This is great news, isn't it? The very resources, attitude, and persistence of Jesus the servant will become ours as he expresses his own life through us. He will make us submissive to the will of our heavenly Father. He will sensitize us to needs around us. He will deliver us from the need to control our own life, our time, and our material resources. He will save us from the desire to always get credit for everything we do. He will make us servants of the cross who are willing to die every day to self-protectiveness, who rely completely on his resources and not our own, who are absolutely secure in God's love and acceptance, and who minister in the power of God's Holy Spirit with great flexibility and freedom. This servant wants to pour his very life into us and express it through us.

The issue of ownership is very central here. In Matthew 11 Jesus says, "Take my yoke upon you...my yoke is easy...." This yoke speaks of his ownership of us, of our slave relationship to him. First Corinthians 6:19-20 says, "You are not your own; you were bought with a price." The price was Jesus' death on the cross. And we have nothing to fear in his ownership of us because he says in the same verse, "I am gentle and lowly [humble] in heart." He is talking about the servant leadership that we can trust him for, his amazing attitude of gentleness and humility.

We have a great privilege this morning as we minister as servants of this wonderful servant of the Lord. We're privileged to talk about him and his life, his righteousness, and how he wants things to be in individual lives. We're privileged to serve him as we meet needs among the "bruised and broken" and patiently encourage the "dimly burning wicks," those who are about to give up. We can serve him with the same confidence and persistence that he demonstrated in his life and ministry; because we're sustained and empowered by the same Almighty God, Lord of the universe, and everlasting Father as he was.

The only appropriate response to this truth this morning is praise and worship, and that is what Isaiah breaks into in verses 10 through 13. Let's read this explosion of gratitude and confidence because of the work of the servant:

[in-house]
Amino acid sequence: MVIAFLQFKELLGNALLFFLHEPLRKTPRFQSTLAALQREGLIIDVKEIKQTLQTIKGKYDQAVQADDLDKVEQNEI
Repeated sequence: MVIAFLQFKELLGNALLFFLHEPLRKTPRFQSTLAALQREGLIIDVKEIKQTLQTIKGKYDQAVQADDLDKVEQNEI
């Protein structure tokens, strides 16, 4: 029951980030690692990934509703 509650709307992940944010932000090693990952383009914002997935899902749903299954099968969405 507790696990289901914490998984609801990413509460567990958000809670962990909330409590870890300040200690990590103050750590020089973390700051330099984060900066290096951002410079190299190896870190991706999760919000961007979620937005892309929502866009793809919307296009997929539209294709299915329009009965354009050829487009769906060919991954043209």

Sing to the LORD a new song,
his praise from the end of the earth!
Let the sea roar and all that fills it,
the coastlands and their inhabitants.
Let the desert and its cities lift up their voice,
the villages that Kedar inhabits,
let the inhabitants of Sela sing for joy,
let them shout from the top of the mountains.
Let them give glory to the LORD,
and declare his praise in the coastlands.
The LORD goes forth like a mighty man,
like a man of war he stirs up his fury;
he cries out, he shouts aloud,
he shows himself mighty against his foes.
The fury of God that is mentioned in verse 13 has the same root as the word for the jealousy that God has for his character, his righteousness, and his completing what he starts. It gives us incredible confidence!

What has been promised in verses 1 through 9 is a new work of salvation and justice in the human heart; this is the new possibility of salvation to the ends of the earth. That is why we can have enormous optimism about God's establishing justice in our families, our neighborhoods, our communities, our nation, and the world order itself.

The good news is that we don't have to be discouraged or intimidated by any kind of power that we see out there today-political, economic, or military. Our God is defined here as an awesome conquering general, a God who will bring justice to all the nations. But his justice is going to come through individual people like you and me who are willing to be submissive to the servant of the Lord in the same attitude he had, trusting him to express his life through us. We can go in the same power of the Lord that Jesus went in to dimly burning wicks, to bruised and broken reeds.
Let's respond to this in the same way that Isaiah did, with praise and worship and adoration that honor the Lord Jesus for who he is and what he accomplishes!

Catalog No. 4286
Isaiah 42:1-13
Second Message
Doug Goins
December 13, 1992